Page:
The NSF Science Across Virtual Institutes (SAVI) project of the CZO National Office, titled “Crossing the Boundaries of Critical Zone Science with a Virtual Institute”, focuses on promoting interactions among researchers worldwide to develop cross-site science based on a common set of measurements.
The SAVI project aims to develop workshops, support graduate and post-doctoral research primarily on cross-CZO, common measurement-based projects, and further the development of web-based collaboration tools on CZEN.org. The project has implemented CZO workshops, a summer interns program and an international scholars program to promote collaboration in and out of the network towards common measurement-based CZ science.
A major goal of the CZO Science Across Virtual Institutes (SAVI) program is to develop the theme of common science and measurements, and include young scientists who will advance CZ science through their careers. The National Sceicne Foundation has provided funding to the Science Across Virtual Institutes (SAVI) project to support graduate students or postgraduate summer interns pursuing research at multiple U.S. CZOs for travel and research-related expenses.
Our 2015 summer interns are Liz Coward (University of Pennslyvania), Elizabeth King (Oregon State University), Kimber Moreland (University of California, Merced) and Christopher Tennant (University of California, Berkeley).
In recognition of the global nature of Critical Zone (CZ) science, Science Across Virtual Institutes (SAVI) project provides funding for graduate students to travel to CZO sites or pre-eminent laboratories overseas to further the investigation of the Critical Zone.
Our 2015 international scholars are Madelyn Percy (University of North Carolina at Chapel Hill), Reggie Walters (Boise State University) and Adam Wymore (University of New Hampshire).
Seven U.S. CZ science graduate students also received funding to attend the inaugural Worldwide Universities Network (WUN) Soil Science and Climate Change summer school at the University of Western Australia (UWA). The summer school ran from January 29 til February 13, 2015 and included 3 days at UWA, a four-day retreat at the UWA Future Farm, and a five-day facilitated writing retreat at the Albany campus of UWA.
Working groups from the 2014 CZO All Hands Meeting submitted short proposals for workshops based on the following themes: 1) What controls CZ properties and processes? 2) What is the response of CZ structure, stores and fluxes to climate? 3) What is the response of CZ structure, stores and fluxes to land use change? 4) How can understanding of the CZ be used to enhance resiliency and sustainability, and restore ecosystem services? The following five workshops with the questions they posed were selected for funding:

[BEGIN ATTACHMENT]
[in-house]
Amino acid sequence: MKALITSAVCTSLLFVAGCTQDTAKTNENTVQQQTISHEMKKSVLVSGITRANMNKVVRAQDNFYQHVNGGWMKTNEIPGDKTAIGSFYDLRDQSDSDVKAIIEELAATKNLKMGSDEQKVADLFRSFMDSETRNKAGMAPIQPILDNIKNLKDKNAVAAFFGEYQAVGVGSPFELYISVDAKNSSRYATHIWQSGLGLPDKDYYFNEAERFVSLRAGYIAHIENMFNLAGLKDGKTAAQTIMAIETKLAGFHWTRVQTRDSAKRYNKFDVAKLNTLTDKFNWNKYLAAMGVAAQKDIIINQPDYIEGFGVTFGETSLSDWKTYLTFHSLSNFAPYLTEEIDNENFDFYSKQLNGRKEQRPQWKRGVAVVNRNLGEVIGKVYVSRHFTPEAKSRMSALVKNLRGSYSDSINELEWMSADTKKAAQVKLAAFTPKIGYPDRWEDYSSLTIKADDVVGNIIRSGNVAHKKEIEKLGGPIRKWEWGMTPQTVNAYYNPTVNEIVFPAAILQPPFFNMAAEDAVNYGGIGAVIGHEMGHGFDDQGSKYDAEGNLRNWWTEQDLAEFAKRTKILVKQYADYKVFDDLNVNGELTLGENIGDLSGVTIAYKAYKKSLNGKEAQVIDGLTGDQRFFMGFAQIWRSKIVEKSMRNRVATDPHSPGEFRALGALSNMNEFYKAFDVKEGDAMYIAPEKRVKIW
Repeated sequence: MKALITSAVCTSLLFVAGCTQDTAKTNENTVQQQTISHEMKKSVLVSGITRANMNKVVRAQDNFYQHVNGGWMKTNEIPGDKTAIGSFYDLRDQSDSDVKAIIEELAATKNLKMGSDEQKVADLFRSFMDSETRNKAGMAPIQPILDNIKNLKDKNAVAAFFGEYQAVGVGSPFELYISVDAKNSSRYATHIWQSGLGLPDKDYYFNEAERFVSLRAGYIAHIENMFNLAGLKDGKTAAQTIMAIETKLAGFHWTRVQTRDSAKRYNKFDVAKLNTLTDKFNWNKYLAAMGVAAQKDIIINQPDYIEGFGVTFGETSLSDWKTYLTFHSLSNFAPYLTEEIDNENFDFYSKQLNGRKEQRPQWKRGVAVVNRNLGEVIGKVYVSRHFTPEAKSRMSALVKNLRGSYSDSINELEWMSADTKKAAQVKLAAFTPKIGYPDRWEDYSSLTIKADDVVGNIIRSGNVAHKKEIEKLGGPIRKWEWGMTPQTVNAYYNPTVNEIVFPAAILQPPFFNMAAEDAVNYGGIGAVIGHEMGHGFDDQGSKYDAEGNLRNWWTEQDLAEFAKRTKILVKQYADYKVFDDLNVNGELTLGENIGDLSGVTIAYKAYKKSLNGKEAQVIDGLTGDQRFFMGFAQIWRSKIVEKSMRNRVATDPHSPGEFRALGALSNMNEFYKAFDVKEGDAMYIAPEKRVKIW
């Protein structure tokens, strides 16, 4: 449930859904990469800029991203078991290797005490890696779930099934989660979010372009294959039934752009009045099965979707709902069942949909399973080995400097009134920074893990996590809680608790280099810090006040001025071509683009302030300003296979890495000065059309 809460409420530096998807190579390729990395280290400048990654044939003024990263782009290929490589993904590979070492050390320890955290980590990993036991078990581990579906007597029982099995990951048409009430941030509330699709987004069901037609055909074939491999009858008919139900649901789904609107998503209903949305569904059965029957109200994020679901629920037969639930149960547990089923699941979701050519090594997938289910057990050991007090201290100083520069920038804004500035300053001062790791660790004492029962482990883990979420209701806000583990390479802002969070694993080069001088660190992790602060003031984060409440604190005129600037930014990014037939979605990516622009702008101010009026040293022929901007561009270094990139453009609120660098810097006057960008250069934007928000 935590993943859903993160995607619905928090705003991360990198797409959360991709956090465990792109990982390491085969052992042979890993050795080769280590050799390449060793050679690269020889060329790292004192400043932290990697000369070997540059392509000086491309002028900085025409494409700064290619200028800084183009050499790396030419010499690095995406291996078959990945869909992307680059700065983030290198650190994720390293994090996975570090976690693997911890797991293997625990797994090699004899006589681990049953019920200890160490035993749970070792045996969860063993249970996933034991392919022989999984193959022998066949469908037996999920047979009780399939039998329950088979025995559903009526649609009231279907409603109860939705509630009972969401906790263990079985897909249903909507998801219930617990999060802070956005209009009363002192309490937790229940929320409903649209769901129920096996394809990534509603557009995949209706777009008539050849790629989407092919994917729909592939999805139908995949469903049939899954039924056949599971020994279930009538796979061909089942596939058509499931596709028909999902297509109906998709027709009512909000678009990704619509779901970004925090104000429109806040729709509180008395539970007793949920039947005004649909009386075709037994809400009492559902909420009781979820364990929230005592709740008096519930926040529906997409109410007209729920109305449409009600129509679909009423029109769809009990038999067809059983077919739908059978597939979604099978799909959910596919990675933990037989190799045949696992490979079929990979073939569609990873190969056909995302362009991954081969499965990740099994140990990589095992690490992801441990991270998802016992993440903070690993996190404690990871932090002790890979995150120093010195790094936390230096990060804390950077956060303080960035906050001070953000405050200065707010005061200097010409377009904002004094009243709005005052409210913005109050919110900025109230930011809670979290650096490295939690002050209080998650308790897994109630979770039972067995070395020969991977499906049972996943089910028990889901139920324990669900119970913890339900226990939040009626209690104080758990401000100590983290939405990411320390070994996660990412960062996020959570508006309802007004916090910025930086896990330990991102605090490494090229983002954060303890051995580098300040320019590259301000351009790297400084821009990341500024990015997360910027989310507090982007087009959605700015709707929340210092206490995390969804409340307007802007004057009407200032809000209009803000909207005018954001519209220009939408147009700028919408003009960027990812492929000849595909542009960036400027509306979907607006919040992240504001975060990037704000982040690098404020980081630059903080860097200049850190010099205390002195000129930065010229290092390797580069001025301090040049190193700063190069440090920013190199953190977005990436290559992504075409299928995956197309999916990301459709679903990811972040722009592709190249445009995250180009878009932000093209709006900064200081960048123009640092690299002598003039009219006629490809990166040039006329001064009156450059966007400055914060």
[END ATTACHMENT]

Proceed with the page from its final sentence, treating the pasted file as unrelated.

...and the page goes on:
What can C/Q teach us about CZ structure and response? More specifically, how does C/Q inform and constrain our understanding of: hydrologic flow paths; solute reservoirs; vegetation interactions; disturbance effects; and reactive transport processes?
By focusing on the critical zone and critical zone science, articulation of critical zone services can place many ecosystem services in a broader context. This group will develop these ideas into a peer-reviewed publication that promotes the concept of Critical Zone Services as an amplification of the rich literature on Ecosystem Services.
To read about who attended each workshop, what occured and their plan moving forward, click here.
Immediately prior to AGU, an International CZO Workshop supported by the SAVI project gathered 47 scientists representing over 20 countries to discuss science questions being considered by the international CZ community. The workshop began with presentations on five CZO networks including SoilTrEC (U.K.), TERENO (Germany), RBV/Critex (France) and U.S. and China CZOs. This was followed by 20 two-minute lightning talks by attendees describing their respective field sites' characteristics and research goals. Jon Chorover of the Catalina-Jemez CZO then spoke to common science questions and measurements that have emerged from the CZO community through various workshops and proposals. After a group discussion, participants broke into working groups on potential research projects spanning their field sites and areas of expertise.
Read more on the CZO International Workshop here.